- Smooth move locomotion: This is your standard game movement. This is only available to people that use the Dualshock controller or the Aim controller.
To further compound the control issues there is a 180 degree turn button but no small turning buttons and the auto center method (hold options button) does not realign your forward view.
In Doom VFR you are often assaulted from every direction and it is easy to lose your bearings. Many times my guns were floating in odd places as I found I had my back to the camera but no time to correct it. Other times I got hit as I looked at the compass to see where the camera was and tried to align myself as best I could while still facing the action. As I was forced to turn more physically it resulted in me moving around more than I should have done, a few times in my first play I can be heard to say “Ah that’s my window”. In short no consideration seems to have been given for the PSVR tracking issues.
As you can see, the controls are a real issue with Doom VFR and although I managed to compensate and adapt to them it took a few hours, and the game was over shortly after. Having got the controls so perfectly right in Skyrim VR it is strange that Bethesda adopted this bizarre control scheme for Doom VFR.
There are two tables in your hub which allow you to pick up and examine some of the models used in the game. As I moved one about and examined it I was really struck by the attention to detail. Even though we are mostly talking denizens of hell, these are some beautifully crafted models. Similarly the levels are all well strewn with props and blood stains, these do not feel like the bland environments we are used to in VR, these are real levels.
The animation on the gun modifications are equally intricate and detailed. Graphically this is a solid and well rounded game. Everything seemed just that bit crisper than Skyrim VR. In terms of the atmosphere Doom VFR is spot on, the music and iconic sound effects are used perfectly. Though my nerves could have done without the occasional monster growl behind walls, and usually behind me.
As you play through Doom VFR you find secrets that unlock classic levels. These levels are accessible in any order via the main menu. The assets used for the weapons and monsters are the same as the main game. While the textures and level designs are straight from the original games. Combined, it feels a little off and I can not help thinking the classic levels would be better suited to being fully retro.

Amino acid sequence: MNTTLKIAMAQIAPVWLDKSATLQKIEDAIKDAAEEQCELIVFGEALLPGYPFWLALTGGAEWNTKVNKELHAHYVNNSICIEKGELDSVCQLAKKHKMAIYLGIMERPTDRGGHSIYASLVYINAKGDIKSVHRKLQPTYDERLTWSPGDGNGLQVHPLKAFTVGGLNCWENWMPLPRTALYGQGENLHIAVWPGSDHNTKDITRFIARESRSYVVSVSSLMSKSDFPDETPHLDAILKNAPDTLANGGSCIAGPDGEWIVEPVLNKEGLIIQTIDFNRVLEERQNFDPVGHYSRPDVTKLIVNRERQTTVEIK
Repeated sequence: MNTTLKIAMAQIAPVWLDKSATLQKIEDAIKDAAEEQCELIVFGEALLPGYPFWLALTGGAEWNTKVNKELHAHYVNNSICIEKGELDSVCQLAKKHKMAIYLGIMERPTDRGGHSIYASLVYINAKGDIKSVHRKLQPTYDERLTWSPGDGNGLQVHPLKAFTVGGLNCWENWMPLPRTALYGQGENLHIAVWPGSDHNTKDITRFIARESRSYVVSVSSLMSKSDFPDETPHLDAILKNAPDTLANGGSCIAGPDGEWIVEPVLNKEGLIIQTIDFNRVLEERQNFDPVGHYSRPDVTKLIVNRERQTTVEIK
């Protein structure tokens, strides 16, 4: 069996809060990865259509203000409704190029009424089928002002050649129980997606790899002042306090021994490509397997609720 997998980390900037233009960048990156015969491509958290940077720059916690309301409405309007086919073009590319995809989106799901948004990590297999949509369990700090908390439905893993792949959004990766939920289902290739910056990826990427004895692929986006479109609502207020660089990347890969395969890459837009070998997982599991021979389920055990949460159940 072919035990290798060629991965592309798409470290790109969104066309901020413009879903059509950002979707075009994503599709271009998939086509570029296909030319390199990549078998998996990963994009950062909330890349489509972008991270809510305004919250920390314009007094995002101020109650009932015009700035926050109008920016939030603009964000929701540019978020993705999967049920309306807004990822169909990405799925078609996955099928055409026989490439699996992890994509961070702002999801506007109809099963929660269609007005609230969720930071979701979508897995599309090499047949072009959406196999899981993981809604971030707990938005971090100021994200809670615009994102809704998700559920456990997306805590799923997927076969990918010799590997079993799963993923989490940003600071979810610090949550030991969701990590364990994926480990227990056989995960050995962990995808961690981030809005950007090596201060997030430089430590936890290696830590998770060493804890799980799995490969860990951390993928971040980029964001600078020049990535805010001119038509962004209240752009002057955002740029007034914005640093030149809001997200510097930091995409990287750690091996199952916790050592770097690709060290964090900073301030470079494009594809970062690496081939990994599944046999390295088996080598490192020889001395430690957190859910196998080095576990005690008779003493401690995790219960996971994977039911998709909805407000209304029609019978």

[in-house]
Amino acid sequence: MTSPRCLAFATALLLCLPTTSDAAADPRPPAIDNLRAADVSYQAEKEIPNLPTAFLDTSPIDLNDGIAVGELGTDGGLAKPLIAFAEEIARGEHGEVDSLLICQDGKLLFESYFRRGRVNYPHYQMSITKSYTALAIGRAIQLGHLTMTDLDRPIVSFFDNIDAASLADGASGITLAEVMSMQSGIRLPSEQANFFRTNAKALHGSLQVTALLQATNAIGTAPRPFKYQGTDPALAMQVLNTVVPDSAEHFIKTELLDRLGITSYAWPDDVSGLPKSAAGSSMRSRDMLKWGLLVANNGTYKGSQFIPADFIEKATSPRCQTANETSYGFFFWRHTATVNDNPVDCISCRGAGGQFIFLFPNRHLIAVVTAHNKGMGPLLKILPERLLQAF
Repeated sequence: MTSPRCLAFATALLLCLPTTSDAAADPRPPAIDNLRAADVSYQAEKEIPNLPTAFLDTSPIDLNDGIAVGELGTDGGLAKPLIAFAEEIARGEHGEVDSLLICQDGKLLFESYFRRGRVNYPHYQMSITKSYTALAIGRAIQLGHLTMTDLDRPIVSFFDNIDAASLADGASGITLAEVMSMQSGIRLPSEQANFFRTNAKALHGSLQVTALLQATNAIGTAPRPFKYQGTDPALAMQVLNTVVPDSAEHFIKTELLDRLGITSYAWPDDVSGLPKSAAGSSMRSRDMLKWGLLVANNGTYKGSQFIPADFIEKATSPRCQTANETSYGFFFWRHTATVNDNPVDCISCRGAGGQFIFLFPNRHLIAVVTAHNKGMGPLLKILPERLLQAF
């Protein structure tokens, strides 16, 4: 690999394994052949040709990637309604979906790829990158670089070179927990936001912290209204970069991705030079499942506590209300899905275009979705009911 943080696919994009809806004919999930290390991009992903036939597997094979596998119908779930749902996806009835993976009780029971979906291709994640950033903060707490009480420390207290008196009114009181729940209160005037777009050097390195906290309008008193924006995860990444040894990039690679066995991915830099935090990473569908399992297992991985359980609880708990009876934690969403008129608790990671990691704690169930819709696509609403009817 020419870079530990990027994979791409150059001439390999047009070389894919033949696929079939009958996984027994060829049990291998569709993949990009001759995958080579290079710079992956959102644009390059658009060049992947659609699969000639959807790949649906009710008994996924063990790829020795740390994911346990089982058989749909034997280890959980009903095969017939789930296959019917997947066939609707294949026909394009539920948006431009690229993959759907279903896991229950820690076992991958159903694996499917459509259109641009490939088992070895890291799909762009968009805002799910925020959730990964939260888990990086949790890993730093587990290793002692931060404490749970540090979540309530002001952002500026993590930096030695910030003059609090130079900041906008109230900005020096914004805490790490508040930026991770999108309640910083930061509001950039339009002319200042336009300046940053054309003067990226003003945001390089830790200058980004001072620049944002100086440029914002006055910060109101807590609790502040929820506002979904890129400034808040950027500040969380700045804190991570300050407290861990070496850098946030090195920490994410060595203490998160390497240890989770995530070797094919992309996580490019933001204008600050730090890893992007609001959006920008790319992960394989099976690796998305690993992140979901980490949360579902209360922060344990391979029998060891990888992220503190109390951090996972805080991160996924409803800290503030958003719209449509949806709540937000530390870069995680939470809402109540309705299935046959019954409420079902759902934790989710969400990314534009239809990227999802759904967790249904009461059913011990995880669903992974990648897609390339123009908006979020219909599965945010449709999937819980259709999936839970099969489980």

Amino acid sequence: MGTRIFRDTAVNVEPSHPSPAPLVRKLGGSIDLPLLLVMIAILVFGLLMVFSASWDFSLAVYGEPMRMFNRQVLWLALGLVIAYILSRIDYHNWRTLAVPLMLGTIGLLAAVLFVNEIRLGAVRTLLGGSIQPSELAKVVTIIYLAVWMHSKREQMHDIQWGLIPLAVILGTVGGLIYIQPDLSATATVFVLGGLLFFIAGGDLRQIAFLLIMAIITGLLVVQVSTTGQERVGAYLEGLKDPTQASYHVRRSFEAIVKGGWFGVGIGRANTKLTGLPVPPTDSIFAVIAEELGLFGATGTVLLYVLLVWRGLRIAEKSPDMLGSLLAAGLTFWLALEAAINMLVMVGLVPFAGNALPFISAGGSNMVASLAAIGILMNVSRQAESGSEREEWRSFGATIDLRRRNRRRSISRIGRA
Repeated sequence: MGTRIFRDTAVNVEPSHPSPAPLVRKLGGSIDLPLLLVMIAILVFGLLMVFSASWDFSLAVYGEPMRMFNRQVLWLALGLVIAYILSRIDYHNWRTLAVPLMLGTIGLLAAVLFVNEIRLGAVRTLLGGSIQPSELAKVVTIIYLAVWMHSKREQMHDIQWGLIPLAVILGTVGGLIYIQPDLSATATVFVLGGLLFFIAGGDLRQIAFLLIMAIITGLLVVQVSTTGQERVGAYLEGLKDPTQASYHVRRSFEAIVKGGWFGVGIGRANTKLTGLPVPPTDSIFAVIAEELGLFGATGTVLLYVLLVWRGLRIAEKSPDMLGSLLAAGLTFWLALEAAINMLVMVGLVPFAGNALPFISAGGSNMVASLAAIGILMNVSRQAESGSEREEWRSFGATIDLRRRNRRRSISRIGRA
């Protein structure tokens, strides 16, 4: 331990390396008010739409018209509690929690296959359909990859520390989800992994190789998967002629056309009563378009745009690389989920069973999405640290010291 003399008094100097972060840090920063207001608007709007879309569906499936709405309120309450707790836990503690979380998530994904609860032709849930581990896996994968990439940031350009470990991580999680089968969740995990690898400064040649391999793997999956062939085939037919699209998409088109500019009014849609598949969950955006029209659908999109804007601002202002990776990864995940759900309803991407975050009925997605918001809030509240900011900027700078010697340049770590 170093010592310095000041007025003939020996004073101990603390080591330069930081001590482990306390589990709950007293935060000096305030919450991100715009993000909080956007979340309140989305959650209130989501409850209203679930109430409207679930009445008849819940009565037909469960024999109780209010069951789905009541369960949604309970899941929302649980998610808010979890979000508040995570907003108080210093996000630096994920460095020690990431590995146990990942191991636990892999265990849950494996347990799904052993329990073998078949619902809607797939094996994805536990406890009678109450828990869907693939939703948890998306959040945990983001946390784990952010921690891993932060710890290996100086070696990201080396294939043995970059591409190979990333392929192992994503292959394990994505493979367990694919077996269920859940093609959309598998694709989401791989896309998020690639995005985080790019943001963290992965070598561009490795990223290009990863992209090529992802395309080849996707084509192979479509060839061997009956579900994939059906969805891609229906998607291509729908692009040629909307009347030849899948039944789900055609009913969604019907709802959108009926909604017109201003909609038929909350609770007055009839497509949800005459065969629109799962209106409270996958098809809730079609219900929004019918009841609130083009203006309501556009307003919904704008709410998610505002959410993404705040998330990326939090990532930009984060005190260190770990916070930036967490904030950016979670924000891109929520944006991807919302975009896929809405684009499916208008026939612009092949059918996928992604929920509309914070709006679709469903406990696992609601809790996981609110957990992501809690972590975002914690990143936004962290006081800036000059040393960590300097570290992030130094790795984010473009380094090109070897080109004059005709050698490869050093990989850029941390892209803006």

Another thing that spoils the enjoyment of the classic levels is the lack of an activate button, to open a door or pull a lever you run into it. Having to find the secrets to be able to unlock these levels is equally annoying and I would have preferred to choose to go through them after completing the game.
Doom VFR is rather cheap for a “full” PSVR title and this is a reflection of how short it is. I had completed the game in under 4 hours. Doom VFR has secrets to find and classic levels to unlock but there is not enough variety possible to make playing through the game a 2nd time fun. I am certainly not in a rush to collect all the secrets. Doom VFR is not cheap enough for the content. It is a title that you should pick up when it inevitably drops in price, however.
Disclaimer: PC Aficionado was provided with a code for the purpose of this review. All thought and opinions expressed in the review are the writers own and are not influenced by the developer and/or publisher in anyway.
- Fun to play through once.
- Hectic mayhem of the gun play will appeal to many.
- You can find and unlock classic levels.
- Detailed models.
- Fully made for VR.
- Can upgrade weapons.
- Let down by PSVR tracking tech.
- Difficulty is too hard.
- No turning buttons (PSVR)
- Too short.
- No smooth locomotion without a control pad (or Aim controller)
- Bizarre and counterintuitive choice in control schemes.